5th Sunday of Lent

Today we celebrate the 5th Sunday of Lent and in three weeks time we will celebrate Easter

As Lent draws us closer to the mysteries we celebrate in Holy week we are reminded that Jesus predicted His own death for our salvation.

'And when I am lifted up from the earth,
I shall draw all men to myself.'
By these words he indicated the kind of death he would die.

Jesus predicts His death – and by His cross and resurrection we are set free.

When the Son of man is lifted up He will draw all men to himself.



In a few short weeks we will venerate the Cross on Good Friday with the words – Behold the wood of the cross on which hung the saviour of the world and we will respond Come let us worship.

The cross in those times was a symbol of oppression, of punishment, of torture and an agonising death. But it has become for all Christians a sign of hope and victory.

When the Son of man is lifted up He will draw all men to himself.

Jesus is truly risen from the dead. He has been lifted up from the earth, the tomb. Jesus promised Martha that ‘anyone who believes in me, even though he dies, yet shall he live. I am the resurrection and the life. Do you believe this?’
Christ conquered death by rising from the dead. He promises each of us in our turn a resurrection. This world and all it contains, as good and as wholesome as much of it can be, is passing away. We are destined to eternal life, to be 'raised with Him on the last day’. St Paul tells us: 'if we have died with him, we shall also rise with him.’ But we must not only die physically, we must continually die to sin. Therefore, each time we go to confession is a mini-resurrection from the mire of sin to walk once more a life in the Spirit and as a child of the light.

When the Son of man is lifted up He will draw all men to himself.

The paschal mystery is completed with Jesus' ascension to His Father. Jesus tells his disciples at the Last Supper: 'I am going away, where I am going you cannot come. But I am going away to prepare a place for you. There are many rooms in my Father’s house. If there were not I should have told you. When I return I shall come to take you with me, so that where I am, you will be too. You do not the way to the place where I am going.’Our eternal home is awaiting us.

When the Son of man is lifted up He will draw all men to himself.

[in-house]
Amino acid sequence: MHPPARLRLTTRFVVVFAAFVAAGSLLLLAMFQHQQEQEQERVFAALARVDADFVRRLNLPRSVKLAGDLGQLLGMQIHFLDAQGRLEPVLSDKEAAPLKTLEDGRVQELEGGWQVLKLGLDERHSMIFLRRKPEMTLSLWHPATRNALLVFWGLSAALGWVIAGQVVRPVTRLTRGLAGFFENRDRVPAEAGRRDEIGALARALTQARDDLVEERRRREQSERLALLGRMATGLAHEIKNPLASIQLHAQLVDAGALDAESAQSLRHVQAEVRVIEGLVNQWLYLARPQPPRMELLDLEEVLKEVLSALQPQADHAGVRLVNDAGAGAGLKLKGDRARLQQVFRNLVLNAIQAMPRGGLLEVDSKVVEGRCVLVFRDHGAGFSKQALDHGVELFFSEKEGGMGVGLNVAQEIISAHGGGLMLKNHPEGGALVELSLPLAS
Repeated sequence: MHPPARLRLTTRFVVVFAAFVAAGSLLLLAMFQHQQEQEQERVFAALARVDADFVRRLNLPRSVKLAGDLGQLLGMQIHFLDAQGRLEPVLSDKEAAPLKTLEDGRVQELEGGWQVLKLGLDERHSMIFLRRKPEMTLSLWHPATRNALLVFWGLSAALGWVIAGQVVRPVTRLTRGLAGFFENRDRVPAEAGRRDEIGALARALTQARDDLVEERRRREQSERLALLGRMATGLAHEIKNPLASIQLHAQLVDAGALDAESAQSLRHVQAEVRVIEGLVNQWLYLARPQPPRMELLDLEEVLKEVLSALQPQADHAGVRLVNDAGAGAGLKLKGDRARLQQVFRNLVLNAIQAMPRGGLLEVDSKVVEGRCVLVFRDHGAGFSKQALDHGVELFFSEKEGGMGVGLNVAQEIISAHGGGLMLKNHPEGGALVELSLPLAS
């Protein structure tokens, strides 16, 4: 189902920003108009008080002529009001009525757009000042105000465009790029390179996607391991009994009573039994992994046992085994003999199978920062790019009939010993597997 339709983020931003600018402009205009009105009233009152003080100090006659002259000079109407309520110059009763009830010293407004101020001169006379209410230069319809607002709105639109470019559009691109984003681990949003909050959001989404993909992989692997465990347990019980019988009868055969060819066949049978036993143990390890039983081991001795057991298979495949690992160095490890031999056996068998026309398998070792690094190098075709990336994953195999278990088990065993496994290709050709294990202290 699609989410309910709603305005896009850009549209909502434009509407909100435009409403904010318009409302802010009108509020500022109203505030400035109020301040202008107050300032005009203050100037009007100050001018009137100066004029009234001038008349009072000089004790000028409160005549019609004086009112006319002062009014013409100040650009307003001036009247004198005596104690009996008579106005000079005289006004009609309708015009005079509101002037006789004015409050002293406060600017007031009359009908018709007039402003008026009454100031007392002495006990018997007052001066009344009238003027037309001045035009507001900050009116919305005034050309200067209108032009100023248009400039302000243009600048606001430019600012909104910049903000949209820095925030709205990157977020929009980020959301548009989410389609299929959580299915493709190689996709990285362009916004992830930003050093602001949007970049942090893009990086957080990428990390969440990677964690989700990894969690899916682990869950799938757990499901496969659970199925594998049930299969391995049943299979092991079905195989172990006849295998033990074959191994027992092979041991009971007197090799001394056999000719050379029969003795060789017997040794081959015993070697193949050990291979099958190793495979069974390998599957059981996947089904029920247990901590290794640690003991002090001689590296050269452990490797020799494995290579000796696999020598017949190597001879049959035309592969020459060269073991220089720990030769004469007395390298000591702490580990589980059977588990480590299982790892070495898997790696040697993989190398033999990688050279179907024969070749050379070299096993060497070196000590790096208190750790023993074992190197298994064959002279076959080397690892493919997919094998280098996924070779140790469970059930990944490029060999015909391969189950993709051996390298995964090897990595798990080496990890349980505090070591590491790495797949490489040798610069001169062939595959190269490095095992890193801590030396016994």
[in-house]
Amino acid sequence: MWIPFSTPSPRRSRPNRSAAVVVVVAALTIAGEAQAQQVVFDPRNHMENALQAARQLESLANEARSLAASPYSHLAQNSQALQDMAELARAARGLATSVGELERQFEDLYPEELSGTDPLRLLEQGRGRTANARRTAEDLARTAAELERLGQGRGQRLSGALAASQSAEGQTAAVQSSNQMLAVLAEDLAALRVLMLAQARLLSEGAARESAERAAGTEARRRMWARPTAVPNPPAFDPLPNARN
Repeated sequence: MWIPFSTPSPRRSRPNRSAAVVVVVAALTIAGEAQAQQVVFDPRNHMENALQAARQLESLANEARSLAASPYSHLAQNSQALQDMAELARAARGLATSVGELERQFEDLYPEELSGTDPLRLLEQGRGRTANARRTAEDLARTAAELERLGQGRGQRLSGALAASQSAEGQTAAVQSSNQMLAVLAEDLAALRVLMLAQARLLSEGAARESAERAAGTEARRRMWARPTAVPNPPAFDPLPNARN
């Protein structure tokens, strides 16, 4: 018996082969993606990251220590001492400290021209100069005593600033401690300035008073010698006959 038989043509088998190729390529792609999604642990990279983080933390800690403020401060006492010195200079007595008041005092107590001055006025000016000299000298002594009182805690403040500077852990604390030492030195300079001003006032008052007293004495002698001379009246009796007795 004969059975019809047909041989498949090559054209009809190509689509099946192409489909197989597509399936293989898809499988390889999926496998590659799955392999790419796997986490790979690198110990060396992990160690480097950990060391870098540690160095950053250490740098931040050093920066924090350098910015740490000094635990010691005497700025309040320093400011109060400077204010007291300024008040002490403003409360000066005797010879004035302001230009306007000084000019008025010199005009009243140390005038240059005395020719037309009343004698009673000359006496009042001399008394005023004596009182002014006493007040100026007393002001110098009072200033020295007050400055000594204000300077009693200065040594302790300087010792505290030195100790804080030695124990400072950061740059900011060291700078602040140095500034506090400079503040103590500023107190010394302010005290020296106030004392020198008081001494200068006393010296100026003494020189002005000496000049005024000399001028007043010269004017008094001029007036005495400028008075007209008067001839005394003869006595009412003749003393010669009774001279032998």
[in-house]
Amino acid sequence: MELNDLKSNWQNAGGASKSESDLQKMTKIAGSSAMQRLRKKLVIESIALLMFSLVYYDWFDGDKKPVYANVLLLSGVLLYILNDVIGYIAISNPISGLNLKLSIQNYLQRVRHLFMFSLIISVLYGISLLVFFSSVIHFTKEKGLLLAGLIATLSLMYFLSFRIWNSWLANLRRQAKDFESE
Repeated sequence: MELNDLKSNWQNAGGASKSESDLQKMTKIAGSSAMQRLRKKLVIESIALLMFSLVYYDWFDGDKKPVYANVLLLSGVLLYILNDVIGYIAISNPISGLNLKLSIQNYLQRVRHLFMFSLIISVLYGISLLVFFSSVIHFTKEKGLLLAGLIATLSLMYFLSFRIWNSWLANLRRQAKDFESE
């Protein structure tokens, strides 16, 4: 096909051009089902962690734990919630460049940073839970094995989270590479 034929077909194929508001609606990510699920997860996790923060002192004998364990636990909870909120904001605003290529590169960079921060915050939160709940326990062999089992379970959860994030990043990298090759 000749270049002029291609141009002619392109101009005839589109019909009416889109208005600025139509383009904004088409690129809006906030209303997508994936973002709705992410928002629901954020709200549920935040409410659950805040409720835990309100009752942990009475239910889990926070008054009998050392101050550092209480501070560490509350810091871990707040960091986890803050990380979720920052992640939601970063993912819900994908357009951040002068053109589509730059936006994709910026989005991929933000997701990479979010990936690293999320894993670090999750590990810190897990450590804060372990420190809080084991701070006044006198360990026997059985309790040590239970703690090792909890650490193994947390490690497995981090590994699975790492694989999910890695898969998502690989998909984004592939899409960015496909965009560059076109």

What follows is perhaps the most important immediate implication of this declaration of Jesus. It applies to the Mass. At the consecration, we believe that the simple elements of bread and wine are changed, utterly, into the Body, Blood and Soul and Divinity of Christ. When the priest raises the Host and Chalice – at the consecration, at the Through Him with Him and in Him, and at the Behold the Lamb of God, the ‘Son is Man is [once more] being lifted up and drawing all men to Himself.

But at the consecration –something mysterious and marvellous is happening. The priest says: this is my body...this is my blood.’ It is not MY body, it is Christ’s! It is not MY blood, it is Christ’s! So why do I, a priest, say MY Body... My Blood? Because Christ is, as it were, borrowing my voice, using my lips to speak the words about Himself. What is more, we believe that we are at Calvary and the Last Supper all at once, this is Church teaching. The curtain of time parts and we are back 2000 years at Calvary and the Upper Room where Christ says ‘Do this in memory of me’. We are there, or Calvary is here. It is not repeated, it is RE-presented. That is why we say: ‘the mystery of faith’. Christ’s Body and Blood are admittedly, under the appearance of bread and wine, but with the eyes of faith we say, 'Behold the Lamb of God', and ‘the Body of Christ’.

This is why we are having a Eucharistic congress this year to remind us of the beauty, reality and dignity of the Eucharistic celebration.

Let us pray for greater faith in Christ’s Real Presence, so that we may be drawn to Him.

When I am lifted up I will draw all men to myself.

4th Sunday of Lent

We are God’s work of art - created in Christ Jesus to live the good life as from the beginning he meant us to live it.

We have a dignity that has been tarnished by sin. But like a work of art that has been restored these days by long, tedious, careful and painstaking means with modern technology and much loving care – great works like that of the famous Sistine chapel which has been restored to its former glory as the artist painted or designed it, with many fascinating and surprising details often coming to light as centuries of exposure to the grime and grease and stains of candle wax give way to clarity once more. We begin to see the original vision and genius of the artist, and a clearer picture of some of his first attempts that were corrected as well.
But even these priceless works of art will continue to need care with the continued exposure to light, flash photography, air and moisture and the environment. We consider the cost worth the effort for future generations to enjoy the creative genius of a Michelangelo or da Vinci.

Even if we look around the wonders of the painstaking craftsmanship of a cathedral and marvel at the idea of the design of those who planned and built the cathedral in Cobh over 40 years, we know it still costs money to provide for its upkeep.
Why is all this talk of art important?

We are God’s work of art - created in Christ Jesus to live the good life as from the beginning he meant us to live it.’ (Eph 2:10)